Therefore, it used to be that americans were fond of liberty, and didn't like when politicians came to tell them what to do. Now, after many generations of people cultivating indolence, americans seem to like to have laws that tell everybody what to do.
    Perhaps it is time to leave.
    America has gone the way of Europe. It is sad, but America is pretty much dead. You are now subjects of oligarchs. You are not americans anymore.

  10. I am agreeing with Willy Truth. The greater "freedom" aspect is that gays now have the freedom to legally marry each other, an act that aggresses against no one else. From that narrow, but real, perspective, I support the ruling, though I agree that it really should be none of the government's business (as if it had any moral credibility or standing).

    The irony is, as has been mentioned, that the ruling will open the gates to further laws and rulings that will infringe on the natural rights of others, in the areas of free speech and association, for example.

  11. A marriage license is an adhesion contract, and there is no way that an adhesion contract can be entered into voluntarily.

  12. As a libertarian, I say read your bible, eat your barbecue, visit a christian church, marry whomever you want as co-consensual virgins. As long as you impose no cost on me, I have no standing to intervene.

    Unfortunately, it seems the above activities often do impose enormous costs on peace-abiding folk. Far too often they appear to be massive fonts for sociopathic nationalism, flag waving, boot licking, military and authoritarian glorification, perpetual wars, prohibitionist laws, vapid moralizing on the role of the state too secure god's will, and from the more catholic side of it, endless lecturing and scheming vis a vis the use the law as an instrument of the catholic social justice dirigisme.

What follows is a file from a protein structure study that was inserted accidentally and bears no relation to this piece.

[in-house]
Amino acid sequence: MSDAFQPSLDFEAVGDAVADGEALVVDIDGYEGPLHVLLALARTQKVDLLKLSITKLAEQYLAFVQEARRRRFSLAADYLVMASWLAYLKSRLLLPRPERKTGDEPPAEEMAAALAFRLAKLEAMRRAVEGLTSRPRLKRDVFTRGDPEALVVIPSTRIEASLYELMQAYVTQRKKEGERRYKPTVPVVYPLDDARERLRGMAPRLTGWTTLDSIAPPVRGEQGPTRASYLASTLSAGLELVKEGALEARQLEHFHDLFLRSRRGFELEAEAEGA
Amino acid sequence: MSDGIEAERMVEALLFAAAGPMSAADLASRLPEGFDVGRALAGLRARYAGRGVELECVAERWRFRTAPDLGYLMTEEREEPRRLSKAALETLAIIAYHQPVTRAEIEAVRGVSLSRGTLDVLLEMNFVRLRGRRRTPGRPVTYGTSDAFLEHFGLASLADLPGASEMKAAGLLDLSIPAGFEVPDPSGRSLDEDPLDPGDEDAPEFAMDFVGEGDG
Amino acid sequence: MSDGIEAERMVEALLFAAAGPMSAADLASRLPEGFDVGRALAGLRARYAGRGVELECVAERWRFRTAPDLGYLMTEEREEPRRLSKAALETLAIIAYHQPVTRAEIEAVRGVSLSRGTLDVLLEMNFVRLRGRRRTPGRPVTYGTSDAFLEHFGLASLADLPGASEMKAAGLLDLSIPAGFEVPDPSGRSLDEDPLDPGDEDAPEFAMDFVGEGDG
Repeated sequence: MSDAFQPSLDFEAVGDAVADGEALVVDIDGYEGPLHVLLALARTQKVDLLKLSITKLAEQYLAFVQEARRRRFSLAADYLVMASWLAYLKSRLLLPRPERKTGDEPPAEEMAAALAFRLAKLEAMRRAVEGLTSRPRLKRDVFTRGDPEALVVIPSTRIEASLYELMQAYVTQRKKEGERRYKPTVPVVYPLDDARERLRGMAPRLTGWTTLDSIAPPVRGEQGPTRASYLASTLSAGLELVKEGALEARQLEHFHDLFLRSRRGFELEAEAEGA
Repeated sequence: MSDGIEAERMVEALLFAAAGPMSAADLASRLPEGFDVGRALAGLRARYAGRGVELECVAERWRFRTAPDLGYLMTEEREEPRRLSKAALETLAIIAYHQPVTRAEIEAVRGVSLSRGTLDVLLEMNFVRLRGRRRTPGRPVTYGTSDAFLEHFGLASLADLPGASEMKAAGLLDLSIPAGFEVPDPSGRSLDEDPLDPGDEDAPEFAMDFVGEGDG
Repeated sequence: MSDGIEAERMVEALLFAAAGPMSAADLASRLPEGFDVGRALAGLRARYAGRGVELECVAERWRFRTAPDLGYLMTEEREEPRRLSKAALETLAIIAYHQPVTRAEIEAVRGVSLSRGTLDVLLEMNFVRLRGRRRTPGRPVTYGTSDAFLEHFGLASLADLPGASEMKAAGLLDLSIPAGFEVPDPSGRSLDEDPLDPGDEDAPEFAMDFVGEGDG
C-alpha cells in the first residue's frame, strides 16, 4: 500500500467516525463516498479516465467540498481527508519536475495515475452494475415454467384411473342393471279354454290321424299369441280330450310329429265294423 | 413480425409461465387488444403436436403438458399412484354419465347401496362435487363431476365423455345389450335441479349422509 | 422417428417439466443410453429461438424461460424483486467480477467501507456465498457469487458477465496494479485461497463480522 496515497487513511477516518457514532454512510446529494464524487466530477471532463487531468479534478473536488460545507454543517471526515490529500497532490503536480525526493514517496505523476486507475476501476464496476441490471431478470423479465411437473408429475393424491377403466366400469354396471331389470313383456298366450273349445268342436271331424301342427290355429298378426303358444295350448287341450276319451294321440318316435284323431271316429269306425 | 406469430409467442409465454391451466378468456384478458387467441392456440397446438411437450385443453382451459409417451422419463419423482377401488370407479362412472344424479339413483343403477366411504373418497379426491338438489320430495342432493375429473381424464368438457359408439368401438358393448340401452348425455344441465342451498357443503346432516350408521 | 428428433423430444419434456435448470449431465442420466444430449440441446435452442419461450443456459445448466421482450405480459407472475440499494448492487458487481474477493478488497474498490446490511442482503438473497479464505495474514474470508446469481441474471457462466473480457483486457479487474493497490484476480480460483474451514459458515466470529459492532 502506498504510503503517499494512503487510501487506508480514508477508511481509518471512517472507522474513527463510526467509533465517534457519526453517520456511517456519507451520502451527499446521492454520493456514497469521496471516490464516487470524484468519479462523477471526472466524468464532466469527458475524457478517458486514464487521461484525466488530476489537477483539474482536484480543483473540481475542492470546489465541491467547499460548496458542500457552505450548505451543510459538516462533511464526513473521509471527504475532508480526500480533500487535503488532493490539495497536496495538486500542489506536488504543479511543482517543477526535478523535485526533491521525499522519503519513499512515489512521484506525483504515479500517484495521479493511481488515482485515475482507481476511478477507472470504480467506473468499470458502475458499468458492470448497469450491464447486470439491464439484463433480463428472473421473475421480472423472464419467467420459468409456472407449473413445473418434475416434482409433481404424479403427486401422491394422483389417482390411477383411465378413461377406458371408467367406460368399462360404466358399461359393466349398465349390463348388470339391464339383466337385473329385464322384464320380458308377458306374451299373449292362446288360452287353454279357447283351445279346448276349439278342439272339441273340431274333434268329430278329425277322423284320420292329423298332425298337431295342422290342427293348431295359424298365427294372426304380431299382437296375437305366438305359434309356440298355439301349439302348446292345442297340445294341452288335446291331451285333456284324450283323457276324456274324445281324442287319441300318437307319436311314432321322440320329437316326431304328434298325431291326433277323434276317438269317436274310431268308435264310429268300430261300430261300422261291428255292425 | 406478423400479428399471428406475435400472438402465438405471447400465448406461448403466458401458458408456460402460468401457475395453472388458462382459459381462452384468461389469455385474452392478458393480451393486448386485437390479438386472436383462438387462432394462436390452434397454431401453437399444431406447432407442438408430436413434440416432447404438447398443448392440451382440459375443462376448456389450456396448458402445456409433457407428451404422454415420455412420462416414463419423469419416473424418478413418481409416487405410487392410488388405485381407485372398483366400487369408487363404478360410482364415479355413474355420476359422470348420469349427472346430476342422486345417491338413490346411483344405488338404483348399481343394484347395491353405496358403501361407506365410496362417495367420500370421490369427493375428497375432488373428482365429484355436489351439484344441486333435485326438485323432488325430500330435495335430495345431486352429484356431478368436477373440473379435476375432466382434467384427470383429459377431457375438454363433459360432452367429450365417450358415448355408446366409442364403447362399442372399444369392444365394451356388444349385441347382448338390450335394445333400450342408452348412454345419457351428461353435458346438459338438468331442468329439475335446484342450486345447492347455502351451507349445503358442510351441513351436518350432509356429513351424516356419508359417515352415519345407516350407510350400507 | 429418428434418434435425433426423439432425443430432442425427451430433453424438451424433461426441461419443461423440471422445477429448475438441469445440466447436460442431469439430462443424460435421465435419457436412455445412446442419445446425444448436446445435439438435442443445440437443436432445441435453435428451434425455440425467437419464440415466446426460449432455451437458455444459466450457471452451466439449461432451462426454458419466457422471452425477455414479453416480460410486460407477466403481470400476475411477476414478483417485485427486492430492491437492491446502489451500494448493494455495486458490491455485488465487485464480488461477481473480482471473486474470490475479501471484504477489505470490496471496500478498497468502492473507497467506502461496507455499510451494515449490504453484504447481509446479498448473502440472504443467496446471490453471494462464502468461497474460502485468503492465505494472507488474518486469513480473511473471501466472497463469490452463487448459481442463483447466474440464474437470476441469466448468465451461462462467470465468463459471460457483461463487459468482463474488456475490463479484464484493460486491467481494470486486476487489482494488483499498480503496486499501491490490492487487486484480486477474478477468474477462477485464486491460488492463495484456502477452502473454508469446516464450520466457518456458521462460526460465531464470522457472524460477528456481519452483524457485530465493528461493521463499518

And in terms of libertarian public ambassadorship, I would have to go with RuPaul over Ron Paul. Or at least the version of Ron Paul that was kowtowing and placating the "christian morality" folk.

    You, paleos...until one of you owns up to authoring the Ron Paul Newsletters, these claims about the supposed superior popularity of your moral views are vacuous indeed. And besides, a movement led by Casper the Ghost evokes the scriptural warning of 1 Timothy 4:1

    "But the Spirit explicitly says that in later times some will fall away from the faith, paying attention to deceitful spirits and doctrines of demons"


  13. All

    I have addressed several of the above comments here:

    Thank you for your feedback.

  14. Suppose the Government of the US would establish the following "laws":
    1) libertarians are not allowed to marry non-libertarians
    2) all public restaurants must have a special toilet for libertarians
    3) libertarians are not allowed to vote, go to school with non-libertarians or buy and sell things

    Under these conditions, Should libertarians demand a change in the laws, or just leave the country?